Each experience of the coil is personal and while most people report reduced bleeding with the IUS, if you have any worries or concerns regarding bleeding or periods, you should consult your GP immediately.

What are the side-effects?

As the IUS is hormone-based, some women may develop acne, headaches, mood swings, breast tenderness or cramps; however these side effects usually subside after a few months.

Additionally, some women can feel small changes to their mood and libido.

The IUD has the advantage of no hormonal side-effects but it is worth noting that up to 50% of women discontinue use of the copper coil within five years, most commonly due to either bleeding or cramps.

Does the fitting hurt?

Prior to my coil fitting, I'd been toying with the idea for over a year.

The thought of an intrusive procedure, which some had compared to the pain of giving birth, wasn't the most inviting prospect.

But after one-too-many paranoid pregnancy tests, I couldn't take the judgemental stares of the cashiers in Boots anymore and finally decided to suck-up the pain instead.

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So, after all my worrying and fretting, was the procedure really the Dante's Inferno of pain I was expecting?

Short answer: no.

The procedure certainly wasn't comfortable (especially with the addition of a hangover) but on the pain scale, it's no worse than a period cramp.

For both the IUS and IUD, you'll be offered local anaesthetic to ease the pain and throughout the fitting a nurse is there to hold your hand and make you as comfortable as possible.

You will probably experience period-type cramps afterwards, but they're nothing a hot water bottle and some ibuprofen can't fix.

Once the device is fitted, you may have some short-lived light bleeding but this shouldn’t last any longer than a week.

What happens afterwards?

Once your coil is fitted, it'll need to be checked by a GP after 3 to 6 weeks to make sure everything is fine.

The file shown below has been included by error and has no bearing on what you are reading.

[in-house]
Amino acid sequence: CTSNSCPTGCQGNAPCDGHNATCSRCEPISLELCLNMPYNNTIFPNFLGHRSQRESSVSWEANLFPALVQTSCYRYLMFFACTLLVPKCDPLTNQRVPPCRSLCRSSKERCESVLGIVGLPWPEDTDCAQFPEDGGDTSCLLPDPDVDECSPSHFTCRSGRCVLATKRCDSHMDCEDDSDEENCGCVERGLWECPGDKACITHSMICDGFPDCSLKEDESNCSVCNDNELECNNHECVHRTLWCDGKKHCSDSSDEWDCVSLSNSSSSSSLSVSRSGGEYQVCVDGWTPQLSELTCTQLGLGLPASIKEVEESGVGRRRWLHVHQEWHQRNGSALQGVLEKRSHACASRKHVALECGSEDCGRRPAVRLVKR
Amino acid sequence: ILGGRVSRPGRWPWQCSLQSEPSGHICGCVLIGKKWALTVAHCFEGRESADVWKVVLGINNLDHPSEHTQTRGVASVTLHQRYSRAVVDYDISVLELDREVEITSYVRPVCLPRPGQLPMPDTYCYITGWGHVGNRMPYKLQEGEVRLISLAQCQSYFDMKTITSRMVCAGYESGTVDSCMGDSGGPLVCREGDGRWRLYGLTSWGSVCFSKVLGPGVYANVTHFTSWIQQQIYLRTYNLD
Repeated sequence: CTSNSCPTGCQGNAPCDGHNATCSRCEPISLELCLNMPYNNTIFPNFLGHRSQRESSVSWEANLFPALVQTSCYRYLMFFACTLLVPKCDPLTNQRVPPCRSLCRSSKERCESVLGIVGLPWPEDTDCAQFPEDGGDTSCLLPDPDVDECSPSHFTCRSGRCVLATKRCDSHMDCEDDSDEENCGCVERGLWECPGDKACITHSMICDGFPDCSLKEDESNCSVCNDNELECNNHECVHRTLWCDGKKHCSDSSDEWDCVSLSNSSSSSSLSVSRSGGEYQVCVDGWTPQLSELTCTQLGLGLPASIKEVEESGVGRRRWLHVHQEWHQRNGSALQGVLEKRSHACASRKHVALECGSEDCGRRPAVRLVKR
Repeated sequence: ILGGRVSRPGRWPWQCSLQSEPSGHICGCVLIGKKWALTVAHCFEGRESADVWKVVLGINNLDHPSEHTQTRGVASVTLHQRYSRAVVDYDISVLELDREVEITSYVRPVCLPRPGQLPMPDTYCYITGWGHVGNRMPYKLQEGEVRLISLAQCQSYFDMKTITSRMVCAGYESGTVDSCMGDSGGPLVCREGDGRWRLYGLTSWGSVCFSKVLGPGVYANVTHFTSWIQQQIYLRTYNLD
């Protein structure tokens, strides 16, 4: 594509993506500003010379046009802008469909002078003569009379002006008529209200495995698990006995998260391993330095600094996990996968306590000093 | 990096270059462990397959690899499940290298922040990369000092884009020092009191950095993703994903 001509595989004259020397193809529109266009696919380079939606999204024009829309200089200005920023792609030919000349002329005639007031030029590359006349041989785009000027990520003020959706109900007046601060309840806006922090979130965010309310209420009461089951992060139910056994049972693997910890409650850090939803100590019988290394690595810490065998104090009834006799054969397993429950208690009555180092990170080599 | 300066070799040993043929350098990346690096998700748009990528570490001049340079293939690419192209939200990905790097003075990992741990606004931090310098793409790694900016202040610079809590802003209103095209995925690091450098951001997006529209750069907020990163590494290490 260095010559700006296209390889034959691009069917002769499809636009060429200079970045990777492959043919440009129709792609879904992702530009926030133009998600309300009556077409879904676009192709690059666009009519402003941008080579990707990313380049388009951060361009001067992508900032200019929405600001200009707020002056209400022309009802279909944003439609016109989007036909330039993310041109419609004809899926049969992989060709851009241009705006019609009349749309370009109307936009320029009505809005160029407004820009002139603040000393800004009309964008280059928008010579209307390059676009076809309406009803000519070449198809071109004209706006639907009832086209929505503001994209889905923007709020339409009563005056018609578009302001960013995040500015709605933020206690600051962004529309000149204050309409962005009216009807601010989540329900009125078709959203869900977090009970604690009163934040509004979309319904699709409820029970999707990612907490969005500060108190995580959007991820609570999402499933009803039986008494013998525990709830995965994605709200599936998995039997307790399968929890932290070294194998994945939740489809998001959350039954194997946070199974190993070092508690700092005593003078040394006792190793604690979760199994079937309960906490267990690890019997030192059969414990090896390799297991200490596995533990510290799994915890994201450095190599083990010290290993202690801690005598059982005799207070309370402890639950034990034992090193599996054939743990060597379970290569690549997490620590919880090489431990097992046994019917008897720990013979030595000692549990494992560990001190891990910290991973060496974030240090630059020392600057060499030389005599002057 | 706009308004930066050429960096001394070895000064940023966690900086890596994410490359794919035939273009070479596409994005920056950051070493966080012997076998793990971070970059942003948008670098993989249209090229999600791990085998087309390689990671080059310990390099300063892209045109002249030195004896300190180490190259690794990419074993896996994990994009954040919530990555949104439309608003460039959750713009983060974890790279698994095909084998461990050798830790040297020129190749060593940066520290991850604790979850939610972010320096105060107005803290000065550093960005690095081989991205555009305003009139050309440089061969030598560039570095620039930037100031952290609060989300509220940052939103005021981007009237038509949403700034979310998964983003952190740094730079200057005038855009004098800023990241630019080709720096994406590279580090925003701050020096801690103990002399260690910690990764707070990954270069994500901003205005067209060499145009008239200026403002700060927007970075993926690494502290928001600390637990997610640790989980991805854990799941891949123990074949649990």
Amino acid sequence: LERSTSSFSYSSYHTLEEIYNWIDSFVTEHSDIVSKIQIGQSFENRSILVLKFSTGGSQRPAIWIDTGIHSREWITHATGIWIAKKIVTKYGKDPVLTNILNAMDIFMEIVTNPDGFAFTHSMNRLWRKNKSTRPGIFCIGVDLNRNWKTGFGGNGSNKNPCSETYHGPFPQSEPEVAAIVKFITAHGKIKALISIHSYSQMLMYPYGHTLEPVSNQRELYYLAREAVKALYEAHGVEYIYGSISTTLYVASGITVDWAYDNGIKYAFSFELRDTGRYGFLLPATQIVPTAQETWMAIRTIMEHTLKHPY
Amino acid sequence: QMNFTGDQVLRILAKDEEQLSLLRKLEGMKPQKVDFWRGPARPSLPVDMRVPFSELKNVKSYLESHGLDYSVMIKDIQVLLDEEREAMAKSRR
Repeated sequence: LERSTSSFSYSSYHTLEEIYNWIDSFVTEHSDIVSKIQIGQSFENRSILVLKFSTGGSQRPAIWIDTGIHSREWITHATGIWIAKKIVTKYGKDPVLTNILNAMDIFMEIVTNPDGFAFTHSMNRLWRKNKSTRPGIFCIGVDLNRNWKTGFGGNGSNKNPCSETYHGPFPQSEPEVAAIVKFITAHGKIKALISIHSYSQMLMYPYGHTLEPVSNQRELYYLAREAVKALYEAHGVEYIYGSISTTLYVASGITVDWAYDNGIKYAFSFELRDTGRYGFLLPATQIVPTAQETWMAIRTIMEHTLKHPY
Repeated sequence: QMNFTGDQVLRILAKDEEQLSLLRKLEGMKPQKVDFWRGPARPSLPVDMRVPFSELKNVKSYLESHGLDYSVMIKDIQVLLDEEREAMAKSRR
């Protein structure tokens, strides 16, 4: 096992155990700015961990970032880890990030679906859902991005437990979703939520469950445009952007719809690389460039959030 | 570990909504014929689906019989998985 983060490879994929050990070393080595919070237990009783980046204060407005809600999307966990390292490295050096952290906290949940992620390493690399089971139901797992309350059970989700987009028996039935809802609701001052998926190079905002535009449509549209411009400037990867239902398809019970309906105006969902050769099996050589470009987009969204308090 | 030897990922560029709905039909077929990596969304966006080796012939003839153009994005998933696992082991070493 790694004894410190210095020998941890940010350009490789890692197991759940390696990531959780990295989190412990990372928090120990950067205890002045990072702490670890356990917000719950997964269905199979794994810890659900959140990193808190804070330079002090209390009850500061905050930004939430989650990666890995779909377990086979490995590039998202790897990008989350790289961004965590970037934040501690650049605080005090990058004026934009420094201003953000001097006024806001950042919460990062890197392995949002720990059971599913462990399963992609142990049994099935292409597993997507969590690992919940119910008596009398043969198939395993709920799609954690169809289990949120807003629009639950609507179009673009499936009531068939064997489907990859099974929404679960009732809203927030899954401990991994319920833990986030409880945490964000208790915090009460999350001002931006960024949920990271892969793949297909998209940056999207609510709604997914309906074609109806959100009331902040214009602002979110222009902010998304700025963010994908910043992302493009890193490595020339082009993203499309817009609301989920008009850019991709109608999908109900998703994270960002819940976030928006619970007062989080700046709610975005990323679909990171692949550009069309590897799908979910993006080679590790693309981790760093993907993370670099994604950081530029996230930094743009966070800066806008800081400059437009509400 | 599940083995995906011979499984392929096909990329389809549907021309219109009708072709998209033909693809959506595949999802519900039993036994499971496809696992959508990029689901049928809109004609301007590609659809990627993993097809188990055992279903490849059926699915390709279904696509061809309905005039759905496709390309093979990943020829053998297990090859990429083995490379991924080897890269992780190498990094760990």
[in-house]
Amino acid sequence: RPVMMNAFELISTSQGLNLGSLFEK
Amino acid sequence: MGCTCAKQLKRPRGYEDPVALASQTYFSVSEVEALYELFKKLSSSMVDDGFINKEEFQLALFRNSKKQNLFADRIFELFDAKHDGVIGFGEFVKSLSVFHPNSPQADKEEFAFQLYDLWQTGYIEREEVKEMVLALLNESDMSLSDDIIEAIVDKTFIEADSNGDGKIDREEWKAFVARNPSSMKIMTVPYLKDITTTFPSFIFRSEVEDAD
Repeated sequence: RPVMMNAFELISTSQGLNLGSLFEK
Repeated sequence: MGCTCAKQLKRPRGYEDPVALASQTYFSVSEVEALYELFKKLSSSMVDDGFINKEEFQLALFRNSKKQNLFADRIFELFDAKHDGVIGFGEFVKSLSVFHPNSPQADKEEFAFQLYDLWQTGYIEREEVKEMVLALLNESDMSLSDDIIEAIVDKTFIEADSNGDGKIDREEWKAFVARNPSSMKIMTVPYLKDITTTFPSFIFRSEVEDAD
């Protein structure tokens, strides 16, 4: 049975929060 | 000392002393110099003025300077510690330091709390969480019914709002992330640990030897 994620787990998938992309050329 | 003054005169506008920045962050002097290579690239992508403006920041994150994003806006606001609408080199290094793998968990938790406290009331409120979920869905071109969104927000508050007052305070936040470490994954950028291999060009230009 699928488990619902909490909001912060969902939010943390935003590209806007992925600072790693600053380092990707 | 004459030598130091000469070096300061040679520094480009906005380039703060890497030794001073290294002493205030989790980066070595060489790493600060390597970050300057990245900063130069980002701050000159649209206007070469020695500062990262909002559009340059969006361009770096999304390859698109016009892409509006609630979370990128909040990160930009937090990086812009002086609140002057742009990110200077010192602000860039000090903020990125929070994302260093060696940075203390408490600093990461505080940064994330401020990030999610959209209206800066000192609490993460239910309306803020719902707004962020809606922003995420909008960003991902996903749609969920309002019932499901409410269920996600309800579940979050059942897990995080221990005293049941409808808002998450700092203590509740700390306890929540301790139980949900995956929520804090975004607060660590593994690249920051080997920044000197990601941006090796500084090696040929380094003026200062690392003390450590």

The coil has 2 thin threads that hang down a little way from your womb into the top of your vagina but, don't worry, you'll only be able to find them if you need to check and they don't interfere with sex.

The GP or nurse that fits your coil will teach you how to feel for these threads and check that the IUS/IUD is still in place.

It's very unlikely that your coil will come out, but if you can't feel the threads or think it's moved, you may not be protected against pregnancy.

If this is the case, see a GP or nurse straight away and use additional contraception, such as condoms, until your coil has been checked.

However, for the most part, the coil is incredibly low-maintenance and you'll quickly forget it's even there.

Should I get the coil?

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There's no one-size-fits-all when it comes to contraception and it’s really important to discuss all possible contraceptive choices with your GP before making a decision, as they can help establish what’s best for you based on your health and lifestyle.

The coil is a great alternative to traditional forms of hormonal contraception due to its lack of side-effects and longevity, but the bleeding can put some women off.

Ultimately, if you're prepared to tolerate a 15-minute procedure followed by a few hours of cramps in exchange for five to ten years of protection, then the coil might be the option for you.